Four senior NC State University faculty members were recognized this week by the Graduate School for being outstanding mentors for graduate students. The 2015 Outstanding Graduate Faculty Mentor Awards were presented Wednesday, along with recognition of outstanding students during the Celebration of Graduate Student Success.
This is the first year the mentoring awards have been given, and this year’s recipients were named in two disciplines: Biological and Life Sciences; and Social Sciences, Business and Education. Next year, the Graduate School will call for mentoring award nominees in the categories of Mathematics, Physical Sciences and Engineering; and Humanities and Design. All honorees received $500, a plaque and membership in NC State’s new Academy of Outstanding Mentors.
In addition, the Graduate School recognized about 350 graduate students who completed professional development programs or who have received fellowships for graduate study at NC State. Read names of all student honorees here.
The faculty recognized for mentoring in Biological and Life Sciences were: Dr. Alan E. Tonelli, INVISTA Professor of Fiber and Polymer Chemistry, College of Textiles; and Dr. Lee-Ann Jaykus, William Neal Reynolds Distinguished Professor of Food Science. Those recognized in Social Sciences, Business and Education include Dr. James Bartlett, associate professor of leadership, policy, and adult and higher education and director of the Charlotte adult and community college doctoral cohort, College of Education; and Dr. Gail Jones, Alumni Distinguished Graduate Professor of STEM Education, also College of Education.
Doctoral student Doreen McVeigh, a deep-sea marine scientist, was the student speaker for the event. She shared her thoughts on, “the exceptional opportunities for research and the remarkable strength of the academic community at NC State.”
McVeigh challenged students to develop connections with key scholars because, “they are the beginning of collaborations that will launch an early scientist’s careers.” She also encouraged students to “share the insights you have gained as the new generation of experts” and to celebrate their “personal drive and the support of outstanding faculty.”
Dr. Alan Tonelli, an internationally recognized polymer scientist, has been a member of the textiles faculty since 1991. Tonelli was nominated by a group of seven graduate students and graduate alumni who have worked with him.
In support of Tonelli’s award, Dr. W. Oxenham, associate dean for academic programs in the College of Textiles, said that Tonelli’s major contributions in the area of graduate education include: graduate student supervision, research publications, grant-writing success to support his research, and course and instruction development. “Dr. Tonelli is unusual in that he starts encouraging students to ‘think Ph.D.’ at a very early stage in their academic career. He is one of few faculty who can lay claim to have published in refereed journals with high school students as co-authors,” Oxenham said.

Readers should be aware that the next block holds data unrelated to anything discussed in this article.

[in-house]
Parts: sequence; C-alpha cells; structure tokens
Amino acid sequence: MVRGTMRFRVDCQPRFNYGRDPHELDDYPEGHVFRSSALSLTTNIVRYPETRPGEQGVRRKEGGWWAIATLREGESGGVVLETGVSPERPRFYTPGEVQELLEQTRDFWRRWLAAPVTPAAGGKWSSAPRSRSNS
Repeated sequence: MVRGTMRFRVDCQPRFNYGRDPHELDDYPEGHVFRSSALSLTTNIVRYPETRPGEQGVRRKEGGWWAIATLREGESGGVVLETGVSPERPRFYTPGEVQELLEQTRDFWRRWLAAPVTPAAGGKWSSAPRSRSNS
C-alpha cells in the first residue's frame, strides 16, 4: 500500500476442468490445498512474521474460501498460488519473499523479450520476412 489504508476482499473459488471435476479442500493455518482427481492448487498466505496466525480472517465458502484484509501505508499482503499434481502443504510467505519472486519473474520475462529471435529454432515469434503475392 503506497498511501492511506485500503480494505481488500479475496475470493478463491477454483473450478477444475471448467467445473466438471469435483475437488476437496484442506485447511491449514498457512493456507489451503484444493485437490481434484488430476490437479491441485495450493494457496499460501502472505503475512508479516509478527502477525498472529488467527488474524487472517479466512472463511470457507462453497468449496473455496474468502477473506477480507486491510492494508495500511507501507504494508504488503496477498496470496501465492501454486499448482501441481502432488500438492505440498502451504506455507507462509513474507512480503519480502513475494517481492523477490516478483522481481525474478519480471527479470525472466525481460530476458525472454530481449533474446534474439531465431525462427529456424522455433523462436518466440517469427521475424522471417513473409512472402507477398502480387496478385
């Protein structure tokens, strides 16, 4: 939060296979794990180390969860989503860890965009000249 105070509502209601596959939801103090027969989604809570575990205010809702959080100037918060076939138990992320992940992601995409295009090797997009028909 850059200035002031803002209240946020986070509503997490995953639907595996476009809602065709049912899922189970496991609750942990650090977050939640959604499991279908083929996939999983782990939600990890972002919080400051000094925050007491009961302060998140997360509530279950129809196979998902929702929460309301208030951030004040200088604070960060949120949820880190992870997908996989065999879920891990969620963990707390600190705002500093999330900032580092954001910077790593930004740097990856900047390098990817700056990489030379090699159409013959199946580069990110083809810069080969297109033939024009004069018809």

Dr. Lee-Ann Jaykus, whose research focus is on microbial food safety, has been on the faculty in the Department of Food, Bioprocessing and Nutrition Sciences since 1994. She was nominated for the mentoring award by a group of six graduate students who have worked with her.
In their nomination, the students said, “Dr. Jaykus furnishes her students with every opportunity to succeed. She supports and promotes their research, offering ample opportunities to attend conferences, present research and publish manuscripts. … She worked in both academic and industry settings, and leverages those experiences into meaningful and realistic feedback on career goals and expectations.”
Dr. James Bartlett, who teaches students in Charlotte’s cohort of NC State’s doctoral program in adult and community college education, was nominated by nine graduate students and colleagues. His research involves the areas of faculty preparation, development, work, productivity and rewards; human resource development/management issues in higher education; and higher and human resource education issues in China.
“Evidence of Dr. Bartlett’s mentoring can be seen in his efforts to collaborate and disseminate research with his doctoral students, the mentoring of students through the dissertation process, and the outcomes of the students he mentors,” said Dr. Lance Fusarelli, interim department head, Department of Educational Leadership, Policy, and Human Development, in recommending Bartlett for the award.
Dr. Gail Jones came to NC State in 1988 as director of teacher education and program officer in 1988. After faculty positions at other universities, she returned to NC State in 2003 as professor of science education. Her research focuses on learning science in a variety of sociocultural contexts, examining how a number of subgroups learn, including genders, minorities and students with visual impairments.
Jones was nominated for the mentoring award by six graduate students and colleagues. “Dr. Jones gives tirelessly of her time and energy to help her students meet their professional goals and to grow personally and professionally. She is readily available to support and assist them, and she actively works to network her students with national and international researchers,” said Dr. Kathy Trundle, department head for the Science, Technology, Engineering and Mathematics Department.
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